Bahá’ís indeed have strange and mysterious ways of operating. While to the world they declare that Ruhi books are selfless service of the Faith to the humanity towards moral upliftment, but the hidden agenda is conversion.

Therefore to hide their duplicity and hypocrisy, Bahá’ís always have two types of statements one is for "general public" and other "only for Bahá’ís". One will find the two statements always in sharp contradiction to each other.

Recently Dr. Payman Mohajer in his speech to the Bahá’ís said that the purpose of core activities is for betterment of society but the actual Messages to the Bahá’ís clearly states that it is for proselytizing and conversion. This is evident when one reads through the messages circulated by the Faiths supreme body the Universal House of Justice.

What Bahá’ís Say :

"In the course of the consultations, Dr. Mohajer posed a thought-provoking question to the participants, "What is the purpose of our core activities?"

"Dr. Mohajer then went on to share an explanation, by giving the example of a glass. He said that while it is not inaccurate to say that the glass is transparent, it is evident that transparency is not the purpose of the glass. Transparency is one of the attributes of the glass, but its purpose is to hold liquid. Similarly, one of the attributes of our core activities is that they become portals for entry by troops or instruments for teaching - but that is not their purpose ....
.... Now if someone were to ask us whether the purpose of our inviting them to join study circles is to make them Bahá’ís, we can confidently say 'NO' and tell them that the purpose of our core activities is to assist in the transformation and betterment of society."

What Bahá’í writings have to say about it:
1. The Bahá’ís must realize that the success of this work depends upon the individual. The individual must arise as never before to proclaim the Faith of Bahá'u'lláh. The most effective way for them to carry on their work is for the individual to make many contacts, select a few who they feel would become Bahá'ís, develop a close friendship with them, then complete confidence, and finally teach them the Faith, until they become strong supporters of the Cause of God.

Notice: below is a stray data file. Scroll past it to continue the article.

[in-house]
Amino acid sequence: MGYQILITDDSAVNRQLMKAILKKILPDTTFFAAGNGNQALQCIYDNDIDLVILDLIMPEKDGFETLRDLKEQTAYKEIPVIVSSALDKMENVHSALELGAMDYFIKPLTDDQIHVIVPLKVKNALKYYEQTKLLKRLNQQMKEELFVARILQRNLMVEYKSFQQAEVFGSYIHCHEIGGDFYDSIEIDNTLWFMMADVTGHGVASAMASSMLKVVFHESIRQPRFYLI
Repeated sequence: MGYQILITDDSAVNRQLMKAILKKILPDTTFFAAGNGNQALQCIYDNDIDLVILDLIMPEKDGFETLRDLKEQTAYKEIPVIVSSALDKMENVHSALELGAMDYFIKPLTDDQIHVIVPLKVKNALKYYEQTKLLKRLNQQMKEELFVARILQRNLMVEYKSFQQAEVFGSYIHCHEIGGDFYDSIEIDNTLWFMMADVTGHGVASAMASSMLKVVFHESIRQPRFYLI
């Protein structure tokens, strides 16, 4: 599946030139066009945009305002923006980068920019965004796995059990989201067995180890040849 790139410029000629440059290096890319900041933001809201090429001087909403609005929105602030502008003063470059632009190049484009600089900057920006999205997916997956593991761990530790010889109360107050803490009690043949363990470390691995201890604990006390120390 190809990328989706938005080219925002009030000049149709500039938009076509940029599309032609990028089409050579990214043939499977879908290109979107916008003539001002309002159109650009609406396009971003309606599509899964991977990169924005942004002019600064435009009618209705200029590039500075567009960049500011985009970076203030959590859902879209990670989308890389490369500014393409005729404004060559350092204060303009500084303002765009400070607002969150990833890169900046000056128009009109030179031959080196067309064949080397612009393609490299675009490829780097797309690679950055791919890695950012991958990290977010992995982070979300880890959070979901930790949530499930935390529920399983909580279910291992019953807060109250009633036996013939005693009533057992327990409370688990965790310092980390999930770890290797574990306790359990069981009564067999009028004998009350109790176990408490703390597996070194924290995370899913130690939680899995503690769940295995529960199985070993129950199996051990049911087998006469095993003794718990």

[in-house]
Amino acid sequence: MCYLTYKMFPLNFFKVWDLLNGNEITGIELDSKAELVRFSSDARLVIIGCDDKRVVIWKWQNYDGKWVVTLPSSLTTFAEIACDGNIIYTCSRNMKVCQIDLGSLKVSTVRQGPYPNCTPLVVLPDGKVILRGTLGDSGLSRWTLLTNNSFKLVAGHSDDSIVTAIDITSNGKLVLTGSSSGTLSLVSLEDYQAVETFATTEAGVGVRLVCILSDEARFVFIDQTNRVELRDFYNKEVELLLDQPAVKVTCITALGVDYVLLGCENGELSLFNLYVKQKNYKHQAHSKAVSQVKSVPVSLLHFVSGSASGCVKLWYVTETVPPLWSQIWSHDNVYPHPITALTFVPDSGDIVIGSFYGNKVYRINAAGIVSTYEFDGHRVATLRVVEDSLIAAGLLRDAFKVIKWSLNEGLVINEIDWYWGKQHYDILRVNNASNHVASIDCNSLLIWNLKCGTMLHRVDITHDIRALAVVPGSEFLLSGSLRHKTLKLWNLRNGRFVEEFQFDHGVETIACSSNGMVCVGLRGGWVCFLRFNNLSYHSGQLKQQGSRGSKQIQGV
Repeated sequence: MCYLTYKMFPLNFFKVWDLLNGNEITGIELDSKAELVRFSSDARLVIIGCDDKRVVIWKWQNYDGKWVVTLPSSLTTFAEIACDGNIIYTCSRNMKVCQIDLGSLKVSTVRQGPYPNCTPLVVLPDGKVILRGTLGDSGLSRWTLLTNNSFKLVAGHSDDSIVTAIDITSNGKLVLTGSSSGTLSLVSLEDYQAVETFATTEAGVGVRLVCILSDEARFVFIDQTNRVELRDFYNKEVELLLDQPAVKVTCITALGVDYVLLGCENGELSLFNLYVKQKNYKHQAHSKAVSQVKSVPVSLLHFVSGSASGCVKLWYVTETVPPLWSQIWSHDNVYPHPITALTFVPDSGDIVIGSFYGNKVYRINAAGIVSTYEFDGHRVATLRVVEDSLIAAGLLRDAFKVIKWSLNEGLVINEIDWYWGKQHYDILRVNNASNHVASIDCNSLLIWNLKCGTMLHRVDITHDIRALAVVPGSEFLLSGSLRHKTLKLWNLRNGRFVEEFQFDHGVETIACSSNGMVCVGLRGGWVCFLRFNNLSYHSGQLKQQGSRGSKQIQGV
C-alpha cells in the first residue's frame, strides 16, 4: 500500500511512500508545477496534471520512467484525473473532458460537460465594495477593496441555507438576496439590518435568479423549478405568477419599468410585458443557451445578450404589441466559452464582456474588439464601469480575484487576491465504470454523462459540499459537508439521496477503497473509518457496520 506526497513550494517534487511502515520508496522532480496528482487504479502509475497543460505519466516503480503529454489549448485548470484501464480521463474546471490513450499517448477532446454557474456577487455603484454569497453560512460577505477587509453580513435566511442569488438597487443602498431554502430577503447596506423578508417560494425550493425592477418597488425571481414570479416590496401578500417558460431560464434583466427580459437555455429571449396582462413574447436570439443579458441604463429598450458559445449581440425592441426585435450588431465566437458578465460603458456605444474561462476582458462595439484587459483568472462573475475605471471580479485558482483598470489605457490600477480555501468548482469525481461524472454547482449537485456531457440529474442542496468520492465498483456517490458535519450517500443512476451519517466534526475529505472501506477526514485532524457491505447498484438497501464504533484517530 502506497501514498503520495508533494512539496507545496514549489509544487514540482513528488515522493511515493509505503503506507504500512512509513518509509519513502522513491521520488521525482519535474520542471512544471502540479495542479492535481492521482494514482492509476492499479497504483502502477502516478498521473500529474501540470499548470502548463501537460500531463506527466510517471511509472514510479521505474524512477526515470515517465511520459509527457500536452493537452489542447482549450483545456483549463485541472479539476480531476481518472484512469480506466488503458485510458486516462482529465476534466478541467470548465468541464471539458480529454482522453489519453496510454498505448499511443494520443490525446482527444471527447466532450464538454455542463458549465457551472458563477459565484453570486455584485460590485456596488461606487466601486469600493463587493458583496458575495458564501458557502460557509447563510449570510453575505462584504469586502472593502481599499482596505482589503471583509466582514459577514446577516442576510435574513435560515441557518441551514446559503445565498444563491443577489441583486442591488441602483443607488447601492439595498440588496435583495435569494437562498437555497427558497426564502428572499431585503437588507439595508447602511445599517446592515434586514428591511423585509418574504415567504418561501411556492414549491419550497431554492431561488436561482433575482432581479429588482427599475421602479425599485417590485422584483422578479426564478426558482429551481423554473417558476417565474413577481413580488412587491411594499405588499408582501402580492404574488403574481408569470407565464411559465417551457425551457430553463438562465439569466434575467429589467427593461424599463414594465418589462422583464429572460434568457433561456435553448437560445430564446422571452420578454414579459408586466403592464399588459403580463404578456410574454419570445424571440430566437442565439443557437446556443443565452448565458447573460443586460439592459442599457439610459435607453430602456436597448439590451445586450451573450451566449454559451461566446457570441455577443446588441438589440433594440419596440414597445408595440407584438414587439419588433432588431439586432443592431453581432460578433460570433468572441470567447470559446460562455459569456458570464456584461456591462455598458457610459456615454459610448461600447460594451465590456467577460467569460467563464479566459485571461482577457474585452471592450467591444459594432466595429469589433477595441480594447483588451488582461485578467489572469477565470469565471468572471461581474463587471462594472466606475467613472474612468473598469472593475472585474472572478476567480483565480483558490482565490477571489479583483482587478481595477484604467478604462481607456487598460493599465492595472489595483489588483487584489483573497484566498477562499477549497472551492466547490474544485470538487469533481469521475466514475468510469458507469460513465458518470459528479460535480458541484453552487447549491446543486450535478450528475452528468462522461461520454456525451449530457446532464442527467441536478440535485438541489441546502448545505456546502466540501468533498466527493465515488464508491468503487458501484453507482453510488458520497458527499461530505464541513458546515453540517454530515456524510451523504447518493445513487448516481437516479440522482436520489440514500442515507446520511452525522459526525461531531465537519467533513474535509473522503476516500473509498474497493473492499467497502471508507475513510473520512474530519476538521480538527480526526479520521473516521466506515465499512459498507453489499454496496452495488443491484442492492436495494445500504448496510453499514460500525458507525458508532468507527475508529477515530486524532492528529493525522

(Shoghi Effendi to all National Spiritual Assemblies, 13 May 1955)

2. The role of the individual is of unique importance in the work of the Cause. It is the individual who manifests the vitality of faith upon which the success of the teaching work and the development of the community depends. Bahá'u'lláh's command to each believer to teach His Faith confers an inescapable responsibility which cannot be transferred to, or assumed by, any institution of the Cause. The individual alone can exercise those capacities which include the ability to take initiative, to seize opportunities, to form friendships, to interact personally with others, to build relationships, to win the cooperation of others in common service to the Faith and society, and to convert into action the decisions made by consultative bodies. It is the individual's duty to "consider every avenue of approach which he might utilize in his personal attempts to capture the attention, maintain the interest, and deepen the faith, of those whom he seeks to bring into the fold of his Faith."
(Ridvan Message 1996)

3. ".... As you know, during the time of the Guardian, emphasis was placed on establishing the Faith throughout the world and in raising up the administrative institutions that would provide the foundation for the prosecution of the Divine Plan. As the House of Justice observed in its Ridván 2000 message, this task has been essentially completed. "The structures of an Administrative System that, at the end of the century, stands before the gaze of the world in the wholeness of its essential form." The Cause has now entered a stage in its organic development in which it is necessary to prepare the community for entry by troops and, beyond that, mass conversion. The current series of global teaching Plans have focused the energies of the Bahá'ís on stimulating the processes of growth and community development at the level of the cluster, and the friends have been encouraged to teach the Faith where they live. Those clusters with larger Bahá'í populations have been selected for close attention with the expectation that they can more rapidly advance, and the lessons learned can then be applied to other clusters ....”

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